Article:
Barbara Schneider, Director of the Data Research and Development Center and Co-Director of the Alfred P. Sloan Center on Working Families, was the main source for a Thursday, March 9 Miami Herald story, which provided working parents with ways to alleviate stressful schedules and bring more balance into their busy lives. “Working parents are taking work home and not necessarily being compensated for it. The number of hours parents are spending on work is astronomical. When men and women multi-task, they don’t feel good. And their stress can impact the entire family,” said Schneider, who is co-editor of the book, Being Together, Working Apart: Dual-Career Families and the Work-Life Balance. “There are no quick fixes,” she added. “But we need to work together to make our lives more livable and to make our children and ourselves more successful as people.”

    James Brorson, Associate Professor in Neurology and Cell Physiology, was interviewed for a Wednesday, March 15 Chicago Tribune article that reported on how well patients recover from mild strokes. The article appeared shortly after Cook County Board President John Stroger had suffered a stroke and was hospitalized. “Most patients make a substantial recovery—they get quite a bit better with rehabilitation,” said Brorson. Stroger, he said, was lucky to have been treated with TPA, tissue plasminogen activator, which breaks up blood clots that typically are the cause of strokes. “TPA has been shown to improve the chance for a good recovery down the road, including a recovery with no deficit whatsoever, or very little, manageable deficit.”

    Pradeep Chintagunta, Professor of Marketing in the GSB, commented in the Friday, March 17 Chicago Sun-Times on the new incentives banks are offering to lure new customers to bank with them. The Cleveland-based National City bank has begun to offer one of the best incentive programs among its competitors. “Having opened all these branches, banks have to make sure there’s enough traffic,” said Chintagunta. “Consumers are very reluctant to switch banks, so you really need to offer some strong incentives.”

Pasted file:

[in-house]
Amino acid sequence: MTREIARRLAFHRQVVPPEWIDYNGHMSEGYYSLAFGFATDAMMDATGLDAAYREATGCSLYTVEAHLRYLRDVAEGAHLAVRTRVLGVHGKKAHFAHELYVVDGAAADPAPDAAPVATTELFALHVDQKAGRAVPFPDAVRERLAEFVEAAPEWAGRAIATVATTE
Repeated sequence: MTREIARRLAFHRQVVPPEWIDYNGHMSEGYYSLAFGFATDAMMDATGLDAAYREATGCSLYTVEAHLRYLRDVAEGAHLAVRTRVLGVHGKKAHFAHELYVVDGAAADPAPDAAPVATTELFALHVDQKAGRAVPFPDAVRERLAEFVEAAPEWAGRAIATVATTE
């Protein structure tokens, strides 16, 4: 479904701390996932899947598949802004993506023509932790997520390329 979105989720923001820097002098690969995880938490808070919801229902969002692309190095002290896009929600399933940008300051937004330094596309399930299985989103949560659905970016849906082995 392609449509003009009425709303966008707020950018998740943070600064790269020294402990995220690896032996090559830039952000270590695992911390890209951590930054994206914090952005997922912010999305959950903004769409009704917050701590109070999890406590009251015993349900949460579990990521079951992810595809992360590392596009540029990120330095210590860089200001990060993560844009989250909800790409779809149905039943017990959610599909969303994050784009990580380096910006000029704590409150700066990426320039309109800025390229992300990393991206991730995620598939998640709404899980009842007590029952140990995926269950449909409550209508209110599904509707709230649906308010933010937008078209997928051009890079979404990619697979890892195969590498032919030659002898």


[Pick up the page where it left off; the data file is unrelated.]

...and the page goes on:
Richard Schilsky, Professor of Hematology/Oncology in Medicine and Associate Dean of Clinical Research in the Biological Sciences Division, was featured in front-page story published in the Sunday, March 19 Chicago Tribune. Schilsky, a cancer researcher and principal investigator for nearly a dozen clinical trials, never stops hoping for the day cancer will be a manageable disease. “I predict that, 15 years from now, we won’t be treating so many advanced cancers. Our focus will be on treating preclinical cancers—essentially, on prevention.” Both families of cancer patients and colleagues praise Schilsky’s tireless efforts to give cancer patients better treatments and care. “He never lied to my husband,” said Violet Passalaqua, whose husband Michael’s cancer was stabilized by an experimental drug before he died of pneumonia. “He said the experimental drug might not prolong his life, but it would preserve his quality of life. And he was true to his word.”

    Alumnus James Swanson (A.B.,’81) was featured in a Wednesday, March 15 New York Times story about his new book, Manhunt: The 12-Day Chase for Lincoln’s Killer, which has become the most popular history book in the country, holding at No. 5 on The New York Times bestseller list. Swanson’s fascination with the story of Abraham Lincoln’s assassination and the days that followed began early in his life at the age of 10. He later studied American history at the University, where he became friends with former faculty member and historian John Hope Franklin. “What I liked about him,” said Franklin in the NYT article, “was his thoroughness and diligence and his capacity to pursue a subject to the bitter end. When I read the book I smiled and said, ‘There is James.’” Swanson said he might write a follow-up to the book. “I don’t think I could get away from this story if I wanted to. It’s been in me since I was 10 years old. I don’t really want to get away.”

    Grace Wolf-Chase, Senior Research Associate in Astronomy & Astrophysics and an astronomer at the Adler Planetarium, was featured in a Chicago Sun-Times column published Wednesday, March 22. Wolf-Chase is helping to coordinate the planetarium’s fall workshop Pale Blue Dot III, which will bring scientists from around the world to discuss their interests in the possibility of life outside Earth’s solar system. Wolf-Chase, who studies at the University how stars are born, said the question of whether life exists elsewhere raises issues that go beyond science and into areas such as religion and history. “Within the next 10 to 20 years, we might very well find evidence that life exists elsewhere. That will raise lots of questions among people worldwide.”